Foreword to Running My Race

Though I don’t identify myself in the book itself, Dave Black asked me to write the foreword to his book Running My Race, published in 2016. I reproduce it here. Since my embrace of the gospel commission along with the often disparaged words “evangelism” and “mission,” often draws criticism, I’ll provide a link here to my defense of my vigorous use of those terms, Why I Believe in Dialogue, Respect, and the Gospel Commission.


When I agreed to write a foreword for Running My Race, I assumed that I would be writing primarily about dealing with cancer, grief, and loss. My wife Jody and I lost our son James to cancer 12 years ago. We have dealt, and continue to deal, with the aftermath of losing a child.

That way of talking about it, as loss, will startle some Christians. We sanitize and uplift our vocabulary, sometimes to the point of lying. I fully believe that James went on to glory. At the same time there was a loss. We still miss James! And yet we live in hope of the joy that God has put before us.

Dave Black misses Becky Lynn. Her long fight with cancer was also part of his race — as is his life without her now. That is certainly a topic of this book. But the book is about so much more.

At its heart, this is a book about mission. How does mission impact your marriage? How does mission change the way you deal with illness and death? How does mission change the way you live with your grief? How does it change the way you work, teach, and live?

“Mission” has become an unpopular word for many Christians. Some associate it with going overseas and imposing western culture. Others simply find it annoying and wonder why we can’t help people down the street instead of those in other countries. But mission is an essential component of being followers of Jesus. We are, whether we like it or not, a missionary community.

If we live as missionaries, it will make a difference in every part of our lives. If we choose not to be missionaries, it will also make a difference. Most Christians in the west have decided not to be missionaries. If you’re wondering why churches are dying in America, that’s your answer. Yes, there are many details, but those arise out of our refusal to heed the call of Jesus.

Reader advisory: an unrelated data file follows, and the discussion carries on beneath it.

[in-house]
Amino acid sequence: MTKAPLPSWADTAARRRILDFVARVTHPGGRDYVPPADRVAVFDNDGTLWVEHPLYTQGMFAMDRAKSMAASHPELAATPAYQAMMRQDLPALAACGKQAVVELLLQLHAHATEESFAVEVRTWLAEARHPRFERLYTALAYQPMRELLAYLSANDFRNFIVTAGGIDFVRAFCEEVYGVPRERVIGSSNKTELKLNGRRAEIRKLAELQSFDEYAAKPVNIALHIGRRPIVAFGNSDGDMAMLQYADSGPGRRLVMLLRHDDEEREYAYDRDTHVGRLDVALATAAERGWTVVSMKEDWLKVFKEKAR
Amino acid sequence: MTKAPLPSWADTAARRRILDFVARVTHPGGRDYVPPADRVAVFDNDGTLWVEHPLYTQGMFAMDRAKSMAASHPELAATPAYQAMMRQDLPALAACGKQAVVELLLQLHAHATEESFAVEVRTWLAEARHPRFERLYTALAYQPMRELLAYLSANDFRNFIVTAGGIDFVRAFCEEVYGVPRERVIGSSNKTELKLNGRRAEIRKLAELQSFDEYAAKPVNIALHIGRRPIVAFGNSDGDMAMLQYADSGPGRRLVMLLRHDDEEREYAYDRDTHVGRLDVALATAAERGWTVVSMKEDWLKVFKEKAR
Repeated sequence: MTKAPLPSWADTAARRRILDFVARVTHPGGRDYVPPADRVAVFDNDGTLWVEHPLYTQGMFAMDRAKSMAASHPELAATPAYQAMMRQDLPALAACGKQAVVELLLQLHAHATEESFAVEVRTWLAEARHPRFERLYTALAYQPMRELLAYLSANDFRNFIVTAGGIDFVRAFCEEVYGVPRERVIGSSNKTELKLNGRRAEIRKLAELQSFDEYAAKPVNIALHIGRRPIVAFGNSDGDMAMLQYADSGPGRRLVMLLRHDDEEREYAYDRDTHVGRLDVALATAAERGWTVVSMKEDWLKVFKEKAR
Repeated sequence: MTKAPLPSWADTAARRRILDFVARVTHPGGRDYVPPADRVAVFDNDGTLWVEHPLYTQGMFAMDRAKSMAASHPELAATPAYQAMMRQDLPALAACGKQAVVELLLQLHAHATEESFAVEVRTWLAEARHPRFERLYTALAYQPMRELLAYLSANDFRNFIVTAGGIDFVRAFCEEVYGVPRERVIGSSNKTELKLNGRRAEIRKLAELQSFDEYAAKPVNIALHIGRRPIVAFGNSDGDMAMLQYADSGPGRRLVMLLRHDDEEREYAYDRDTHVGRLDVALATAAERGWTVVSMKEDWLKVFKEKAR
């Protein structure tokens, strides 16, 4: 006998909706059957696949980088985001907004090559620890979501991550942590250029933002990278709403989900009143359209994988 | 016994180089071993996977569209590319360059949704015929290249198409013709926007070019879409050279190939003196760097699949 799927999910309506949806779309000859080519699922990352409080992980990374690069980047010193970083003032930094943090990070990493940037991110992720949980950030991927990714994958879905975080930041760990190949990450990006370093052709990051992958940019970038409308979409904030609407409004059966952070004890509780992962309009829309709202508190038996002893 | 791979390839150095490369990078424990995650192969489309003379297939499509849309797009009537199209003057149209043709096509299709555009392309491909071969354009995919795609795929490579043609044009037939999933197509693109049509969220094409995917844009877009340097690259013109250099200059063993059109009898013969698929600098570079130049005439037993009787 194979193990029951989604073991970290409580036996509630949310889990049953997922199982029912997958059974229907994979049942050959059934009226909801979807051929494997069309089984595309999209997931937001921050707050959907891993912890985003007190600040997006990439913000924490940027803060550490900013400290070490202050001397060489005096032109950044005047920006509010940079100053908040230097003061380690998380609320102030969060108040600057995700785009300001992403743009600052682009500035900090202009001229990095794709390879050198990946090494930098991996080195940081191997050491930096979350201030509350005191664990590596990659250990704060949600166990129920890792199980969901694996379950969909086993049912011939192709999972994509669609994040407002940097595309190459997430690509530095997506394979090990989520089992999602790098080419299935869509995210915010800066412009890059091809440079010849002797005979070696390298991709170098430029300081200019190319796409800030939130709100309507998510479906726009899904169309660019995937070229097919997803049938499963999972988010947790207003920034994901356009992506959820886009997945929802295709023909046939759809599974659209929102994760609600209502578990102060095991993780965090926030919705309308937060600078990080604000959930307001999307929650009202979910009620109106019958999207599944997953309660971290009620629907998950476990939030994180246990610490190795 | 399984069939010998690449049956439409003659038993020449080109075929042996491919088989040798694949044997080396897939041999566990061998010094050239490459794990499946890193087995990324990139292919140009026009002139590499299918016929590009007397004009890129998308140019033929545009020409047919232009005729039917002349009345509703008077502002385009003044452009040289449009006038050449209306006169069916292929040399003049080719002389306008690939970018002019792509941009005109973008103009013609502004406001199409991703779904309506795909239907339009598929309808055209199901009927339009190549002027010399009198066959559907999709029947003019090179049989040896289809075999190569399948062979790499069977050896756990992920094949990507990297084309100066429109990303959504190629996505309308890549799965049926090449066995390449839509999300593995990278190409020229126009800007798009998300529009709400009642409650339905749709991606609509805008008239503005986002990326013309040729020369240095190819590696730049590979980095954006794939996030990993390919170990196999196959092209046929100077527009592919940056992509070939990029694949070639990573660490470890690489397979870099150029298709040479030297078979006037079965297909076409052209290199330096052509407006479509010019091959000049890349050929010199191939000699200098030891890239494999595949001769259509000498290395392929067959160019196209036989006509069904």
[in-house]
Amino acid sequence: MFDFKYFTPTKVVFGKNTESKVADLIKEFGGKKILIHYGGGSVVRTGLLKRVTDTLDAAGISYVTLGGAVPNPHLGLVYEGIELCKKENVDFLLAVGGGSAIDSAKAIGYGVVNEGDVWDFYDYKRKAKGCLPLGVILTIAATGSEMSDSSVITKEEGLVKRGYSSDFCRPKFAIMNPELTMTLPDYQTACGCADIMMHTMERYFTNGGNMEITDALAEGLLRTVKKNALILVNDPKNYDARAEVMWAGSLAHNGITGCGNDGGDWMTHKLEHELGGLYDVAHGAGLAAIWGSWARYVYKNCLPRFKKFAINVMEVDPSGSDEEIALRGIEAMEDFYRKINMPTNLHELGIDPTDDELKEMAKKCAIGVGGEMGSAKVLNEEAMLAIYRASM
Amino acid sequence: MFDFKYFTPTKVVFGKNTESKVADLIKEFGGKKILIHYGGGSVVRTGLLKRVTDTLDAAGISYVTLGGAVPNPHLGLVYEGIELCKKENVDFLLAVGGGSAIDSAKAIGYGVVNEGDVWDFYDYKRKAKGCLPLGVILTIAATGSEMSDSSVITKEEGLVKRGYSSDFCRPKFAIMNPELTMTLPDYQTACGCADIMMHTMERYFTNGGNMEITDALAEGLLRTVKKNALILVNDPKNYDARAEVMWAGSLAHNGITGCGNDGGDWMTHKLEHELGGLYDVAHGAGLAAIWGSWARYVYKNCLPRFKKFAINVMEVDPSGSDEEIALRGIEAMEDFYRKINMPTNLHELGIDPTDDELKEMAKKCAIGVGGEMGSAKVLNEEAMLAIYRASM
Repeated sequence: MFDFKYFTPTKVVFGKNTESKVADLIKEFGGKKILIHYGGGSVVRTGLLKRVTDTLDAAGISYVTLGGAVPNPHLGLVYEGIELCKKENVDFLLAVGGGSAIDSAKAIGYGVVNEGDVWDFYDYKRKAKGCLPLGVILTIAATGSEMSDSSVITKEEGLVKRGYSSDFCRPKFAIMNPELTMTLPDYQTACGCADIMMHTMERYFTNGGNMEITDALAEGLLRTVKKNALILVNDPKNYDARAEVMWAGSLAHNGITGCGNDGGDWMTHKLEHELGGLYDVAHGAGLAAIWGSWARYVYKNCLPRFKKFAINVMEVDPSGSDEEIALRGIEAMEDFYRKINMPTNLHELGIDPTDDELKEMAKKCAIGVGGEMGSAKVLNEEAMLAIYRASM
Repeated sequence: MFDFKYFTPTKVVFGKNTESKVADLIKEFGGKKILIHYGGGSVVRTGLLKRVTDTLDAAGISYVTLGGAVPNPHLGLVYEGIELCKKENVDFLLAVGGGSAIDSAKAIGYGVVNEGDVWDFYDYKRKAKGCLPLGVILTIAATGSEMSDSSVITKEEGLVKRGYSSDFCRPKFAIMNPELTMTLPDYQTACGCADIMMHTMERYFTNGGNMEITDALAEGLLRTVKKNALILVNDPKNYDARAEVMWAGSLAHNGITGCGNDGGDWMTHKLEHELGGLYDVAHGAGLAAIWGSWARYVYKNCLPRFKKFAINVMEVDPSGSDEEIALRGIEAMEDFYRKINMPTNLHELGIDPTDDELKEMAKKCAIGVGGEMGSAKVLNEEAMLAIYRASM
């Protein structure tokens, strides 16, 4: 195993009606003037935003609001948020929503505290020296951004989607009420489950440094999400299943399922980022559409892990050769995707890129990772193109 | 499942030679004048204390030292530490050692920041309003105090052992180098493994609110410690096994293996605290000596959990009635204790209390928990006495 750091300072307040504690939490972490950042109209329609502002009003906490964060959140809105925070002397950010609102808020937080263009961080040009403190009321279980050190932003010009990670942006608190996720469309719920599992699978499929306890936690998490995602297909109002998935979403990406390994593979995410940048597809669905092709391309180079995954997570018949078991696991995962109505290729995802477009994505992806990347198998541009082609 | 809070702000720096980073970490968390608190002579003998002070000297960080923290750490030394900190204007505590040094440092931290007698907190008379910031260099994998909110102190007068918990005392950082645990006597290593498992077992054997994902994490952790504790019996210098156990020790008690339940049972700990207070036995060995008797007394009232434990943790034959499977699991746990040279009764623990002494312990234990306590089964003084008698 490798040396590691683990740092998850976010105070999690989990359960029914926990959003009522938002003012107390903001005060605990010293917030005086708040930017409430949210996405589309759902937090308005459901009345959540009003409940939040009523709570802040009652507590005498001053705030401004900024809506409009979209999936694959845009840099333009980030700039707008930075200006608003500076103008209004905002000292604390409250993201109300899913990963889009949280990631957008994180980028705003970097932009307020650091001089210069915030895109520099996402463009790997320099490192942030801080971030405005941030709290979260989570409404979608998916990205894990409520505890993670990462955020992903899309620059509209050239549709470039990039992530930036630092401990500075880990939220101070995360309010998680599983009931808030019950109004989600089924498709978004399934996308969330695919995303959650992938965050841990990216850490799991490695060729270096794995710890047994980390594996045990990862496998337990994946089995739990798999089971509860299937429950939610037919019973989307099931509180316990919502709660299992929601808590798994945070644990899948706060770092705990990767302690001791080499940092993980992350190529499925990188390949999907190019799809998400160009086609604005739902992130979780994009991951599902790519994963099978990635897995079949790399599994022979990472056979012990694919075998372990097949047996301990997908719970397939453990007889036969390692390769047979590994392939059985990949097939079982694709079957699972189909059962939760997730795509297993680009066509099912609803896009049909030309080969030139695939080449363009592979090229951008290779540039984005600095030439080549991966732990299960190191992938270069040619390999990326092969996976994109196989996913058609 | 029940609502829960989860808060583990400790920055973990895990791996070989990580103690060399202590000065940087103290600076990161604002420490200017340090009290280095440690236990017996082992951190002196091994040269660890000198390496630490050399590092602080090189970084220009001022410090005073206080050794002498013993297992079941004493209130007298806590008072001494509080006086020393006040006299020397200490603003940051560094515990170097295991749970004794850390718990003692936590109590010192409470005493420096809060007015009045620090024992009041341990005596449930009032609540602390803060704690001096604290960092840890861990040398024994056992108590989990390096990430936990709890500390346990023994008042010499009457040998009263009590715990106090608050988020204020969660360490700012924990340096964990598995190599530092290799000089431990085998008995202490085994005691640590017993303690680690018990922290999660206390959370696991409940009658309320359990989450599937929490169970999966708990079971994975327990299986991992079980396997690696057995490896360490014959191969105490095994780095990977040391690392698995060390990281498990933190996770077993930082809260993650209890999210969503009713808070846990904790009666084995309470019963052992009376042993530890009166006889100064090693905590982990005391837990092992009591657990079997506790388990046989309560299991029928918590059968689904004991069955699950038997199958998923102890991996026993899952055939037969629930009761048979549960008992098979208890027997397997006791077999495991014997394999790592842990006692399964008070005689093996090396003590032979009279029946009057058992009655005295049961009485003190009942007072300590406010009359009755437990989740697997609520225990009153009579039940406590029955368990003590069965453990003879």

There is no option for a Christianity which is not a missionary movement. “Christian missionary” and “Great Commission Christian” should be redundant. Jesus was a missionary. He came to this world on a mission. You can’t follow Him without also being a missionary.

There are those who wonder how Dave Black and I came to be such good friends. He’s a Southern Baptist. I’m Methodist. He’s likely to be accused of being too conservative. I’m more likely to be accused of being too liberal.

There are a huge number of reasons why we can get along. We share many convictions:

  • Scholarship is not about liberal or conservative, but about accuracy and integrity.
  • We need an educated church. Not an educated clergy, but an educated church. That’s not a matter of seminary degrees but of emphasis on learning about the content of our faith. What we believe matters.
  • We need to put our beliefs into practice. Apathy is not an option for followers of Jesus.
  • God comes first in our lives, our marriages, our business, and all our activities.

The core reason, however, is that we both believe in the Great Commission. It’s the mission of the church as a whole and of every member. Your personal call may be down the street or around the world, but surely as you have been saved by grace, you have been called as a minister of that grace to others.

In this book you will learn how a good-news-driven person handles hardship, loss, and grief, and how you can find joy in all circumstances. You’ll see an example of living your life honestly, in public, as a witness. It’s a Great Commission book, which should be synonymous with it being a Christian book.

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